However, a number of academic critics including Pottier (2002), Mamdani (1996), Newbury (1998), Jefremovas (1997) and Zorbas (2004), have argued that one of the principal obstacles to effective reconciliation has been the dominant RPF (Rwandan Patriotic Front) narrative which has attributed the genocide mainly to its roots in the colonial period (1894–1962), constructed a harmonious version of pre-colonial Rwanda and rubbished the findings of historians in the postcolonial era since 1962.
Pottier has produced the most extensive critique of what he calls ‘re- imagining Rwanda’, a master narrative of knowledge construction orchestrated by the RPF government and its president Paul Kagame, and absorbed and reproduced in its simplifying forms by journalists, NGOs and members of the international community (Pottier, 2002). It is, Pottier claims on the basis of empirical research, a narrative without complexity or context in which the 1994 genocide, the Kibeho massacre of 1995 (described in a UN Report as a genocide of Hutu civilians – men, women and children) and the conflict in eastern Zaire, 1996-7 (now the Democratic Republic of Congo, where, it is alleged, the Rwandan government is supporting the rebels), are all re-written in ways which are designed to silence dissenting voices and to represent the RPF and the post-genocide government of ‘national unity’ as above ethnicity and ‘divisionism’ and a morally superior force acting in defence of Rwanda’s interests.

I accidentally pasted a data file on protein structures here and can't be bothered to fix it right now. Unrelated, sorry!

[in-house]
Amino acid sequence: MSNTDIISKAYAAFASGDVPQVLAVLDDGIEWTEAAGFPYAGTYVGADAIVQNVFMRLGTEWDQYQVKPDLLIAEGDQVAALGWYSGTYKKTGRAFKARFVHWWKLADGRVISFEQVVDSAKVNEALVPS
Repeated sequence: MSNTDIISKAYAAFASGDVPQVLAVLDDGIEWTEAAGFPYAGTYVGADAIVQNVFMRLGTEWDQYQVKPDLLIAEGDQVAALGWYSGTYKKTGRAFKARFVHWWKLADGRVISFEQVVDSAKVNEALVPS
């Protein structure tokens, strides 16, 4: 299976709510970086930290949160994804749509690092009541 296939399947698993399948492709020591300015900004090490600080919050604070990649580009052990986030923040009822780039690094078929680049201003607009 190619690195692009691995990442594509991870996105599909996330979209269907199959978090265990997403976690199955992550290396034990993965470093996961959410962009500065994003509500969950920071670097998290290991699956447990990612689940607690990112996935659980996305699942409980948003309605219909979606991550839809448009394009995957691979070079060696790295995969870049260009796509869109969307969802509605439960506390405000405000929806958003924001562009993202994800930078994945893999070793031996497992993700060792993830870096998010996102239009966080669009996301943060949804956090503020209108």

Jefremovas has developed the most cogent and succinct argument about the ways in which interpretations of history, especially in respect of ethnicity and statehood, have been used to sustain claims about legitimacy and to sanction policies of inclusion and, more importantly, exclusion from the onset of colonialism in Rwanda up to the present. She claims that contested identities in Rwanda have been subject to reductionist analyses in what she calls ‘a series of fictions: fictions of ethnicity, ethnography and history in Rwanda’ (Jefremovas, 1997: 91).